Be Aware of the Ebbs and Flows of Your Business: Multi-Period Profit and Loss Reporting
Nearly every business has its busy periods and its quiet ones. Crucial to the success of a business is knowing when these busy periods and quiet ones occur, so you can capitalise on them. For a lot of Australian businesses offering professional services, December through January is usually when business winds down for the year. In the hospitality and accommodation industry, however, it’s typically the busiest time of the year, so planning for increased business is essential.
Muriel, a bookkeeper based in Dee Why, in Sydney’s northern beaches, encourages businesses to run a multi-period profit and loss (P&L) report in their accounting software in order to best determine these trends and to plan for them. Previously, this function was only available in MYOB and, in a roundabout way, in Xero, but the functionality has just recently been made available in QuickBooks, too.
Key Takeaways from P&L Statements
As the name of the report suggests, a profit and loss statement illustrates whether your business is making a profit or a loss, and for what period losses and profits were recorded. The best part about multi-period P&L statements is that you can run one report for, say, May, June and July off 2016 and, at the same time, run a P&L for the same period, the previous year.
In MYOB and QuickBooks, each month will be shown in columns next to each, so you can easily compare each one, and also look for patterns or trends in your business. It also makes it easy to identify if there were any problems that should be investigated further, because they stick out like a sore thumb. Most of the time, the issues that are turned up are the result of a keying or coding error in your bookkeeping, but occasionally, it could indicate that your business isn’t as healthy as it should be — or, conversely, that it’s outperforming your expectations, in which case, yay!
If Your Business Sells Goods
In addition to running multi-period P&L reports, inventory businesses that sell goods, should get in the habit of running inventory sales and stock-on-hand reports. These reports allow you to see how your business is performing. In particular, you’ll be able to monitor your product lines, to see what’s selling, what’s not selling, what you have too much of, and what you have too little of.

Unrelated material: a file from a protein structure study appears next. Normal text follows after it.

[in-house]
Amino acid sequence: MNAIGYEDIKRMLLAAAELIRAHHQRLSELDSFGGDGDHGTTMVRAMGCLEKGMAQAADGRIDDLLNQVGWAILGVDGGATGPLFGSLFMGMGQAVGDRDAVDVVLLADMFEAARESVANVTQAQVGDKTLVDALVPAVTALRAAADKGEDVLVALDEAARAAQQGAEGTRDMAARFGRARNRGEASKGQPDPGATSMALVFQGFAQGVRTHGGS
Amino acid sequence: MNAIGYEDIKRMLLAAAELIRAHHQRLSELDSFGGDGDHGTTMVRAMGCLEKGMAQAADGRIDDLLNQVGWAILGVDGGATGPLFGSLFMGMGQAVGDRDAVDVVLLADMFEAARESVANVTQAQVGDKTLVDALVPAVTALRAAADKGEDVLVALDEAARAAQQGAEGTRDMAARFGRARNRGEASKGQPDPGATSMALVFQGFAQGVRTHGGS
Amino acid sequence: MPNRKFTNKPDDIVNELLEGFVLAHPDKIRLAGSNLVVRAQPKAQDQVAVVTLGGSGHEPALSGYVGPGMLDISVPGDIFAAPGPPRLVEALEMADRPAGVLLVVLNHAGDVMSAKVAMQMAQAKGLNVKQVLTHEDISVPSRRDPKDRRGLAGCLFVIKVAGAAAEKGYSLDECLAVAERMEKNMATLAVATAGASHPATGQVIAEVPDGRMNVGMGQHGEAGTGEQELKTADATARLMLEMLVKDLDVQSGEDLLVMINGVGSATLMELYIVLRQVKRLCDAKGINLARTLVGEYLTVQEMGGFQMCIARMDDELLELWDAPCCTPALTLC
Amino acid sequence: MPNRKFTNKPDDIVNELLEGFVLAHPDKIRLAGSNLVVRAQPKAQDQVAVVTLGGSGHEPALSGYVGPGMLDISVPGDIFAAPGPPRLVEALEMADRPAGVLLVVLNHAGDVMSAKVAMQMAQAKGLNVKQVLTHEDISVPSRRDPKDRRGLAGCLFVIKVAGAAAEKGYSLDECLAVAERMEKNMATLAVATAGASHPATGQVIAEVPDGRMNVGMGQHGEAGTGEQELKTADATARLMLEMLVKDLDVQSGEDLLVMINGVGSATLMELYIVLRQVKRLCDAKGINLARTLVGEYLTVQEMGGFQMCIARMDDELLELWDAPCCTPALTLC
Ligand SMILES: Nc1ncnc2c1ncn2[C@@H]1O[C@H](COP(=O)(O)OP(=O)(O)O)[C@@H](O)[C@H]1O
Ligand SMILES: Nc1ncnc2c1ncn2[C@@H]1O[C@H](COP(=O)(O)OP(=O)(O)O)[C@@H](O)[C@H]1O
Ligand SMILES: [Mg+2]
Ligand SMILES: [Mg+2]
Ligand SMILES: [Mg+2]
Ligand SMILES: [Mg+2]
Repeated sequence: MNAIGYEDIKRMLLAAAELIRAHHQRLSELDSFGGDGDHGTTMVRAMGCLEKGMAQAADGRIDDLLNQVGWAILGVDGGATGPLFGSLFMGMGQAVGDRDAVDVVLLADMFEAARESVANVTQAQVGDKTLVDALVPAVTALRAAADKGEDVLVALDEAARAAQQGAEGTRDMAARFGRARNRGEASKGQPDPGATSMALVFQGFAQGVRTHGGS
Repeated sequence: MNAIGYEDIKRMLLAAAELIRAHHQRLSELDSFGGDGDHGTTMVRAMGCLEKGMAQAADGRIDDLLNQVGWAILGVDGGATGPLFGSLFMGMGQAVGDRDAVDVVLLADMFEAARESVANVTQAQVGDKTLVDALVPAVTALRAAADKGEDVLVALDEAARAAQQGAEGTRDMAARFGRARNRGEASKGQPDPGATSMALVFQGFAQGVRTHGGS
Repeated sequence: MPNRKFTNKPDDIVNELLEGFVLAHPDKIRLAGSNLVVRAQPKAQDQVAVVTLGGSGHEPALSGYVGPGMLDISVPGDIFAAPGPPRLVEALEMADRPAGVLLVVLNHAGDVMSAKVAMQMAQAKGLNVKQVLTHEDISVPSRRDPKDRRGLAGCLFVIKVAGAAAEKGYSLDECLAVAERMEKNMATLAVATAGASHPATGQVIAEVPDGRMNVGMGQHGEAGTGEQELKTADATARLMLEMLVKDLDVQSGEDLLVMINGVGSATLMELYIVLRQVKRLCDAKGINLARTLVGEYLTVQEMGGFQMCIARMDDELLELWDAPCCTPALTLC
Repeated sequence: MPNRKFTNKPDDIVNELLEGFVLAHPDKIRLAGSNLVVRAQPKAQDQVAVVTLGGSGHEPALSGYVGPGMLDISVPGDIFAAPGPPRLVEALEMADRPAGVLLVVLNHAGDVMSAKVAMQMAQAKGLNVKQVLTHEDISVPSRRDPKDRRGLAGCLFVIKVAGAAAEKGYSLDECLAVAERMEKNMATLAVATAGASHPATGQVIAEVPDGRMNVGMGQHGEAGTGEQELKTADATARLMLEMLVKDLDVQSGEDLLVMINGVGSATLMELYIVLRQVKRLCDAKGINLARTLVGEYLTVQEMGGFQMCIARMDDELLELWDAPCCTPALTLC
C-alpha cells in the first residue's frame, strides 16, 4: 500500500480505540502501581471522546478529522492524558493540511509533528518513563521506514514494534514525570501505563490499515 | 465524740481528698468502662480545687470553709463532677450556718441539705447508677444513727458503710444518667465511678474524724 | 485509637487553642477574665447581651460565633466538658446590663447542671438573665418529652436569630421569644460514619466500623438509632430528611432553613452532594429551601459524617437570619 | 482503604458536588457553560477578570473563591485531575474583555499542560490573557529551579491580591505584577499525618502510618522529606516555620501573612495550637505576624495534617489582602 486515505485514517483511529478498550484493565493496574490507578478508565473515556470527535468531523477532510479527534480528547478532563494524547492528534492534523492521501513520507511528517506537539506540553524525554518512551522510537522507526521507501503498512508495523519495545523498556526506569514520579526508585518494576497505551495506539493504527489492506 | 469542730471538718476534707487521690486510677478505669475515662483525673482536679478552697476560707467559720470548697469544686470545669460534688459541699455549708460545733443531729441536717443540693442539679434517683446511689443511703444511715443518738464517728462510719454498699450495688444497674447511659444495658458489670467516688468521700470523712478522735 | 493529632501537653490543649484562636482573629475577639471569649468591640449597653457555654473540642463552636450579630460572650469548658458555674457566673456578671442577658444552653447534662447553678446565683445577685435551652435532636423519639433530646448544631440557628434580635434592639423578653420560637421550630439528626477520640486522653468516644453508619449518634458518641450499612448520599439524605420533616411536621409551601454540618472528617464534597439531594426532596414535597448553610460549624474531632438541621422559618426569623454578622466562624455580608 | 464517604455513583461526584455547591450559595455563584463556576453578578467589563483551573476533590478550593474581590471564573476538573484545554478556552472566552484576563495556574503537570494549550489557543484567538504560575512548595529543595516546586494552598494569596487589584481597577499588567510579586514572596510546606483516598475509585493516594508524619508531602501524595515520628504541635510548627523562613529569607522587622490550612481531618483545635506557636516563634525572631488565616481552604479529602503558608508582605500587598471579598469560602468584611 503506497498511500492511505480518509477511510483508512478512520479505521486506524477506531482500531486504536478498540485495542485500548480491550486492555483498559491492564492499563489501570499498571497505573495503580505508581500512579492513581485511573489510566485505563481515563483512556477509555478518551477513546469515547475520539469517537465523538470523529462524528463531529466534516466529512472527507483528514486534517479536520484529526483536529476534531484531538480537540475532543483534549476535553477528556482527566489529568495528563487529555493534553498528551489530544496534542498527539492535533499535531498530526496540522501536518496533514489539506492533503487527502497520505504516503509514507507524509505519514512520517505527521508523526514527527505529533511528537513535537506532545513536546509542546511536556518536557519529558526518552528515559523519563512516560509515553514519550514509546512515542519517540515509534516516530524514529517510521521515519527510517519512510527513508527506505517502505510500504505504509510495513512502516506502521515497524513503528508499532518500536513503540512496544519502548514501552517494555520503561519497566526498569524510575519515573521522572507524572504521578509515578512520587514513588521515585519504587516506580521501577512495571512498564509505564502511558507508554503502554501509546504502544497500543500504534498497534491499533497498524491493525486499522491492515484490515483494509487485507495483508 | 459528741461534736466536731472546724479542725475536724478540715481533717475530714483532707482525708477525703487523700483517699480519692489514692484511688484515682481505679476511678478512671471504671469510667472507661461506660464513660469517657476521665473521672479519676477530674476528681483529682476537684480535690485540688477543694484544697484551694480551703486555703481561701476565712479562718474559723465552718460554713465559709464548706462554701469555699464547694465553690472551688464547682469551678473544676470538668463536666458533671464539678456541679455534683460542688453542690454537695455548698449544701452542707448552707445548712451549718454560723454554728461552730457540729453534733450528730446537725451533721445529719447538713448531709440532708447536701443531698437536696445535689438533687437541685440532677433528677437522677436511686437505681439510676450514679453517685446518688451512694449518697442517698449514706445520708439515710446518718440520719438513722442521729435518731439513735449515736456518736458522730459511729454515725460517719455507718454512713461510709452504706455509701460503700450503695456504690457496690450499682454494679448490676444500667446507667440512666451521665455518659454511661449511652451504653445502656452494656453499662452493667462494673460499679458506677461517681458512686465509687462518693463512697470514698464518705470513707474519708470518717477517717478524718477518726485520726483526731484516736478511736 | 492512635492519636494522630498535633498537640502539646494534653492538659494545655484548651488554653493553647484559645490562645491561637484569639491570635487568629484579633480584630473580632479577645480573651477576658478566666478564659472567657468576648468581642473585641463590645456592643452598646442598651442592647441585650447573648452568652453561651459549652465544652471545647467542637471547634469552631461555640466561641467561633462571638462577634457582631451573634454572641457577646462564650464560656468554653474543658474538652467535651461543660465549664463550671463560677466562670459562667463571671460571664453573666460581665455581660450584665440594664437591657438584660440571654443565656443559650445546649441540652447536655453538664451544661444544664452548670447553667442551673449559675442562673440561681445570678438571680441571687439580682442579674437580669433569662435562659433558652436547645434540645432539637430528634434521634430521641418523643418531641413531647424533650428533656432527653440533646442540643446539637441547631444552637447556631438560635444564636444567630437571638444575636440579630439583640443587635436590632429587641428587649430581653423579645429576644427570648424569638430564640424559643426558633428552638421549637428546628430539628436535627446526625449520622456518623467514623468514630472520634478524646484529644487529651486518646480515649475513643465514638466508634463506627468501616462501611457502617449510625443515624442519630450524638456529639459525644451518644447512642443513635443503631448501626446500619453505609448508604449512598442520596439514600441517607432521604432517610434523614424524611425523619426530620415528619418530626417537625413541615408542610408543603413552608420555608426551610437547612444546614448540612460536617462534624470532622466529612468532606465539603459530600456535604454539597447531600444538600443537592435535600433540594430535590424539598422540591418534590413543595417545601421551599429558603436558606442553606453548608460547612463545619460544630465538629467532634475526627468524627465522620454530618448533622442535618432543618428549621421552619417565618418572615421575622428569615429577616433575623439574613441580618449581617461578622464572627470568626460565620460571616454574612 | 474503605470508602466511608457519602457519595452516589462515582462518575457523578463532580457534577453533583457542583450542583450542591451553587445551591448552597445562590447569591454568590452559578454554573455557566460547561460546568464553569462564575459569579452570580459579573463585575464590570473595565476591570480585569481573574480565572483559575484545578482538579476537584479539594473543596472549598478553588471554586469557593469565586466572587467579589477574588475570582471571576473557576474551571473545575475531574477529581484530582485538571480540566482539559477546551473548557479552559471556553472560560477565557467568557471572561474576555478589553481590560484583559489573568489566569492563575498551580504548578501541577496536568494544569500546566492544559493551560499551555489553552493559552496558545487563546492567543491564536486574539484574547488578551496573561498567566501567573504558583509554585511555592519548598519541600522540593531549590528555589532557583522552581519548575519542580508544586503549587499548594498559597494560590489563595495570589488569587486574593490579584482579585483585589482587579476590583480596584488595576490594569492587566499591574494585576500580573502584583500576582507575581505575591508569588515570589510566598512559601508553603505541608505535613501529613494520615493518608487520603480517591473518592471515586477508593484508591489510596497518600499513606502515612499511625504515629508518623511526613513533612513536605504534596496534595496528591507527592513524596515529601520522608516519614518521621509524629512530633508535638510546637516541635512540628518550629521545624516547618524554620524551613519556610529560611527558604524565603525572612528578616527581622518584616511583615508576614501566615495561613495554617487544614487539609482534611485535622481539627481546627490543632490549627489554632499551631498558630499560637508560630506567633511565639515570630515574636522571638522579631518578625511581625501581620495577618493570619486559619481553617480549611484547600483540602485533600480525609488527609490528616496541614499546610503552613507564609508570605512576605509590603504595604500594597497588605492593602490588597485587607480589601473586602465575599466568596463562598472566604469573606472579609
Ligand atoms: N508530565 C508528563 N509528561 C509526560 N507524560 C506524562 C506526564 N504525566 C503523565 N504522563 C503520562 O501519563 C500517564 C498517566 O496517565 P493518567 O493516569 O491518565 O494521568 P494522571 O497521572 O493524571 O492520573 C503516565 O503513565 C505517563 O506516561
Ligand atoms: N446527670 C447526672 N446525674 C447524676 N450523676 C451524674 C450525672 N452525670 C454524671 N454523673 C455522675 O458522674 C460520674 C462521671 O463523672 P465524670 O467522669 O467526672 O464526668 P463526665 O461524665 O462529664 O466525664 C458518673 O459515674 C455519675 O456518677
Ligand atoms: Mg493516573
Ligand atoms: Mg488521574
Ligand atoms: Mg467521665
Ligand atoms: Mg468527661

Ask your bookkeeper to run regular P&L statements and, if you’re a business selling goods, inventory sales and stock-on-hand reports, too. They’ll provide you with invaluable insights to help you better understand your business.
Precious Help Finding A Bookkeeper
Like GPs, there’s usually a bookkeeper on every corner, but how do you find someone who’s top of their game, will save you time (and very probably money) and who will be a true asset to your business? Some business owners are unsure where to start when looking for a bookkeeper they can trust and rely on. It’s also extremely concerning how many Australian small businesses suffer — to the point of insolvency — as a result of inadequate cash flow. A large portion of cash flow problems stem from credit and debt management and the systems business’ put in place to do this.
Muriel is a highly experienced, accounting degree qualified bookkeeper, looking to work with businesses located in Sydney’s northern beaches suburbs of Allambie, Balgowlah, Beacon Hill, Collaroy, Dee Why, Frenchs Forest, Manly, Manly Vale, Narrabeen, Narraweena and Warriewood.
Muriel is comfortable using MYOB, Xero and SAASU accounting programs and can provide bookkeeping tasks ranging from invoicing and reconciliations, to accounts receivable, payable, business activity statements, and inventory asset management or high level financial analysis and reporting. Read more about Muriel at her profile page.
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